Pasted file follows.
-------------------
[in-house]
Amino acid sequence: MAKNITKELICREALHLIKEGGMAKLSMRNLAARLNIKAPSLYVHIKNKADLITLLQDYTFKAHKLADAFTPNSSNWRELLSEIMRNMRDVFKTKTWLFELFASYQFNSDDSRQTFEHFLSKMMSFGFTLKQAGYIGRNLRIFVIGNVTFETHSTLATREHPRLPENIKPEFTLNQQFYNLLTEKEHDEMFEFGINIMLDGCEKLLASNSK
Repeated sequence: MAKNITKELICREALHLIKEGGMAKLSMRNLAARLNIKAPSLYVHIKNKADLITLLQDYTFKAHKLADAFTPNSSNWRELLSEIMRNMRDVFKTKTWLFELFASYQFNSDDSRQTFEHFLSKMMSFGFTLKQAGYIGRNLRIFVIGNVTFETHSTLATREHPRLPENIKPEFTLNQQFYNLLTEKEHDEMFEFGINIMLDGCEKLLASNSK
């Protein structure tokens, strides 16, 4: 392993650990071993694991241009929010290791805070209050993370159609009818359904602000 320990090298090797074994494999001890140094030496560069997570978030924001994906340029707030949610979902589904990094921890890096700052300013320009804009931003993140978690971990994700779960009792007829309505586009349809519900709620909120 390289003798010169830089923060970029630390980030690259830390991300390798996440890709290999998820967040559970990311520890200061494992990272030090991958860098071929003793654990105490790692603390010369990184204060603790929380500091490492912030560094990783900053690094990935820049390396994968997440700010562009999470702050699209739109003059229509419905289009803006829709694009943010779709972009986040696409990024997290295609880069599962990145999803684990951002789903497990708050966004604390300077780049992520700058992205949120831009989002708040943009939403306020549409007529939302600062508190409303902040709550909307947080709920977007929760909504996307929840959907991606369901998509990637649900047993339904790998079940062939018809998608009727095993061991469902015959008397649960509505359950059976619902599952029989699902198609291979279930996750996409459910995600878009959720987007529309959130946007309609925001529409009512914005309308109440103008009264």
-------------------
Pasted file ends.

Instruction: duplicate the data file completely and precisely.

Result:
[in-house]
Amino acid sequence: MAKNITKELICREALHLIKEGGMAKLSMRNLAARLNIKAPSLYVHIKNKADLITLLQDYTFKAHKLADAFTPNSSNWRELLSEIMRNMRDVFKTKTWLFELFASYQFNSDDSRQTFEHFLSKMMSFGFTLKQAGYIGRNLRIFVIGNVTFETHSTLATREHPRLPENIKPEFTLNQQFYNLLTEKEHDEMFEFGINIMLDGCEKLLASNSK
Repeated sequence: MAKNITKELICREALHLIKEGGMAKLSMRNLAARLNIKAPSLYVHIKNKADLITLLQDYTFKAHKLADAFTPNSSNWRELLSEIMRNMRDVFKTKTWLFELFASYQFNSDDSRQTFEHFLSKMMSFGFTLKQAGYIGRNLRIFVIGNVTFETHSTLATREHPRLPENIKPEFTLNQQFYNLLTEKEHDEMFEFGINIMLDGCEKLLASNSK
């Protein structure tokens, strides 16, 4: 392993650990071993694991241009929010290791805070209050993370159609009818359904602000 320990090298090797074994494999001890140094030496560069997570978030924001994906340029707030949610979902589904990094921890890096700052300013320009804009931003993140978690971990994700779960009792007829309505586009349809519900709620909120 390289003798010169830089923060970029630390980030690259830390991300390798996440890709290999998820967040559970990311520890200061494992990272030090991958860098071929003793654990105490790692603390010369990184204060603790929380500091490492912030560094990783900053690094990935820049390396994968997440700010562009999470702050699209739109003059229509419905289009803006829709694009943010779709972009986040696409990024997290295609880069599962990145999803684990951002789903497990708050966004604390300077780049992520700058992205949120831009989002708040943009939403306020549409007529939302600062508190409303902040709550909307947080709920977007929760909504996307929840959907991606369901998509990637649900047993339904790998079940062939018809998608009727095993061991469902015959008397649960509505359950059976619902599952029989699902198609291979279930996750996409459910995600878009959720987007529309959130946007309609925001529409009512914005309308109440103008009264």